Nikolaj Coster-Waldau, and Achim Steiner spoke today at Collision at Home about The Lion’s Share organization. The organization looks to protect endangered species by channeling some funding that large companies put into advertising into spending on protecting our environment. It’s basically putting in a voluntary tax earmarked for a specific cause. This is great to see and a model that other causes and organizations can follow. It’s so successful that the UN is joining forces with some of the biggest brands in the world to make sure humankind pays its debts.
The Lion’s Share Fund is a pioneering initiative that supports wildlife while elevating brands to resonate with audiences in a more meaningful way – thereby positively impacting the brand’s growth, trust, and profitability.
They become more profitable and are perceived positively.
We feel good by supporting a business for doing the right thing.
Their lives and habitats are preserved, enabling them to thrive.
Artist Evelyn Roth is using classroom sized animals to spread the word about endangered animals. She has created bright and cheerful looking versions of animals that are endangered to provide a pop-up space for kids to learn all about these animals. Her work is presently travelling the world and educating children.
“The designs interact with the people inside to make a fascinating, enjoyable and engaging intimate atmosphere where people are inspired to listen and learn and are subconsciously imprinted with the stories.’’
Roth returned from Hawaii this week after being commissioned to create a Southern Right Whale and two Monk Seals to highlight the plight of these endangered animals to the local community.
“The Monk Seal colony on Kauai in Hawaii is the last remaining colony in the world,’’ Roth said.
They say, “Everyone who visits Hawaii wants to live there.” A good reason to move: free access for residents to Hanauma Bay, a blue jewel in the eye of every snorkeler and scuba diver.
Located in Oahu, near Waikiki, Hanauma Bay was declared a protected marine life conservation area and underwater park in 1967. The bay floor is actually the crater of an ancient volcano that flooded when the exterior wall collapsed and the ocean rushed in. Because of the physical makeup, the water is almost always calm — except for the kids (and adults) who scream excitedly when coming upon sealife. Visitors are almost never disappointed, being able to swim amongst fish, some the size of their heads!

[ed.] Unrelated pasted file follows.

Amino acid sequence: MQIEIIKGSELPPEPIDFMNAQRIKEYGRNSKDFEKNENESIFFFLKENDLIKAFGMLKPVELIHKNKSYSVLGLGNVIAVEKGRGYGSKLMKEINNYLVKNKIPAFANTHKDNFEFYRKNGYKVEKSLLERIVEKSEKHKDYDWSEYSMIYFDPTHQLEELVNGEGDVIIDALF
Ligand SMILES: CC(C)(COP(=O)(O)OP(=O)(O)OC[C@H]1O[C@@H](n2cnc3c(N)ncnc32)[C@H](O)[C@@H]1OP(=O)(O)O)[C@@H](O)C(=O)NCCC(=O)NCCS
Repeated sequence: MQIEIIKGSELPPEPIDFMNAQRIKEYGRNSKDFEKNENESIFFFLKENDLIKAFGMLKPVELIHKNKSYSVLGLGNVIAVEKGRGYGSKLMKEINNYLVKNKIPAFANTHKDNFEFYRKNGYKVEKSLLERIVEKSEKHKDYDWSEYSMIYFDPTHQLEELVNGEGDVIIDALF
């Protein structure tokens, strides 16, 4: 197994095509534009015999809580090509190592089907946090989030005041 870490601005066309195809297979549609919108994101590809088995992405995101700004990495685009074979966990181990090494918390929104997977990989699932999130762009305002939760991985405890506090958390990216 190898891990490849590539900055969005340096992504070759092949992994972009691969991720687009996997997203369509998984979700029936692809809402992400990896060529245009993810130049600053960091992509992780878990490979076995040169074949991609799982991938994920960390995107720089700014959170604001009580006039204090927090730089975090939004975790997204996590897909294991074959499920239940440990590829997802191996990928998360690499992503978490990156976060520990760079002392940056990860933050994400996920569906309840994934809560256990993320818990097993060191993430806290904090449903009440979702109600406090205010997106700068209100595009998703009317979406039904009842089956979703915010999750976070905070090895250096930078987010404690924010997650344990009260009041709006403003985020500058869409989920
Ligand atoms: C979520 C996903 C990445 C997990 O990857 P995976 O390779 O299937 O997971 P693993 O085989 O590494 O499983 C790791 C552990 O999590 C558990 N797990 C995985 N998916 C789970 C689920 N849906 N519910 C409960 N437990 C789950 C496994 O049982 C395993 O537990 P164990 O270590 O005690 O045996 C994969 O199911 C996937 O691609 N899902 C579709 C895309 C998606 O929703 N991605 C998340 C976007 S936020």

All first-time visitors watch a video before heading to the beach. The presentation highlights a few conservation points, such as:
Greenpeace is reporting great success in their campaign to get McDonald’s to better respect the environment. This is really great for the rainforest!
“In recent years, the seemingly unstoppable expansion of soya farming in the Amazon had become one of the main threats to the world’s largest rainforest. The soya wasn’t being used to feed the world; instead it was used to feed farm animals destined for fast food and supermarket chains across Europe.”
The campaign to get McDonald’s to change their destructive was launched only in April of this year. The name of the campaign is rather witty – Eating up the Amazaon.
“The result is that McDonald’s and other big food retailers have worked with us to develop a zero deforestation plan. The plan will also help bring an end to the land-grabbing and social injustice that is rife in the Amazon.”
A judge has ruled that the navy of the United States can no longer use sonar because it harms those creatures of the wet. The judge agreed with environmentalists that the use of SONAR during military procedures can “kill, injure, and disturb many marine species, including marine mammals, in waters surrounding the Hawaiian Islands.”
Sonar is a kind of radar for water that use sound to ping off of objects to figure out where the objects are. Sonar can wreak havoc on echolocation used by sea animals, which is why it is good to see the navy forced to not use sonar.